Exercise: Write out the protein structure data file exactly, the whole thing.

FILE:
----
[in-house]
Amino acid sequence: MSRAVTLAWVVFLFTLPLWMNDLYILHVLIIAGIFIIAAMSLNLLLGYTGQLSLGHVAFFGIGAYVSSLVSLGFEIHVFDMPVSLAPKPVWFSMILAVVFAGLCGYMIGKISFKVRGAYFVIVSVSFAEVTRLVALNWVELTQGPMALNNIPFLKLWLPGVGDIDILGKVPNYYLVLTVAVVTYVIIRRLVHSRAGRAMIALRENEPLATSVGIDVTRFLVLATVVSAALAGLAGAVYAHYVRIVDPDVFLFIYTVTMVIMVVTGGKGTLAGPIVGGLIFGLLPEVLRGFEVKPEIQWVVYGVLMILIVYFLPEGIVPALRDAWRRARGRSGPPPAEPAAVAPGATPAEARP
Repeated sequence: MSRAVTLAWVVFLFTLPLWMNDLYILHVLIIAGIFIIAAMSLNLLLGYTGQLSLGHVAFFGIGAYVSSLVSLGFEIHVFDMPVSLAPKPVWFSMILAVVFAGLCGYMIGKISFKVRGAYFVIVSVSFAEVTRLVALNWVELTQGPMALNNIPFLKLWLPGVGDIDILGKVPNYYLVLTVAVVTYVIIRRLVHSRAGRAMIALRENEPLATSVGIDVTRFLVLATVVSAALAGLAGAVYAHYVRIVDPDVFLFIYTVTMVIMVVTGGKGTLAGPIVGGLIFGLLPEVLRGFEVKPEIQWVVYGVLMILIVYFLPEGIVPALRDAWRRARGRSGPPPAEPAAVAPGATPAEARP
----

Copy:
[in-house]
Amino acid sequence: MSRAVTLAWVVFLFTLPLWMNDLYILHVLIIAGIFIIAAMSLNLLLGYTGQLSLGHVAFFGIGAYVSSLVSLGFEIHVFDMPVSLAPKPVWFSMILAVVFAGLCGYMIGKISFKVRGAYFVIVSVSFAEVTRLVALNWVELTQGPMALNNIPFLKLWLPGVGDIDILGKVPNYYLVLTVAVVTYVIIRRLVHSRAGRAMIALRENEPLATSVGIDVTRFLVLATVVSAALAGLAGAVYAHYVRIVDPDVFLFIYTVTMVIMVVTGGKGTLAGPIVGGLIFGLLPEVLRGFEVKPEIQWVVYGVLMILIVYFLPEGIVPALRDAWRRARGRSGPPPAEPAAVAPGATPAEARP
Repeated sequence: MSRAVTLAWVVFLFTLPLWMNDLYILHVLIIAGIFIIAAMSLNLLLGYTGQLSLGHVAFFGIGAYVSSLVSLGFEIHVFDMPVSLAPKPVWFSMILAVVFAGLCGYMIGKISFKVRGAYFVIVSVSFAEVTRLVALNWVELTQGPMALNNIPFLKLWLPGVGDIDILGKVPNYYLVLTVAVVTYVIIRRLVHSRAGRAMIALRENEPLATSVGIDVTRFLVLATVVSAALAGLAGAVYAHYVRIVDPDVFLFIYTVTMVIMVVTGGKGTLAGPIVGGLIFGLLPEVLRGFEVKPEIQWVVYGVLMILIVYFLPEGIVPALRDAWRRARGRSGPPPAEPAAVAPGATPAEARP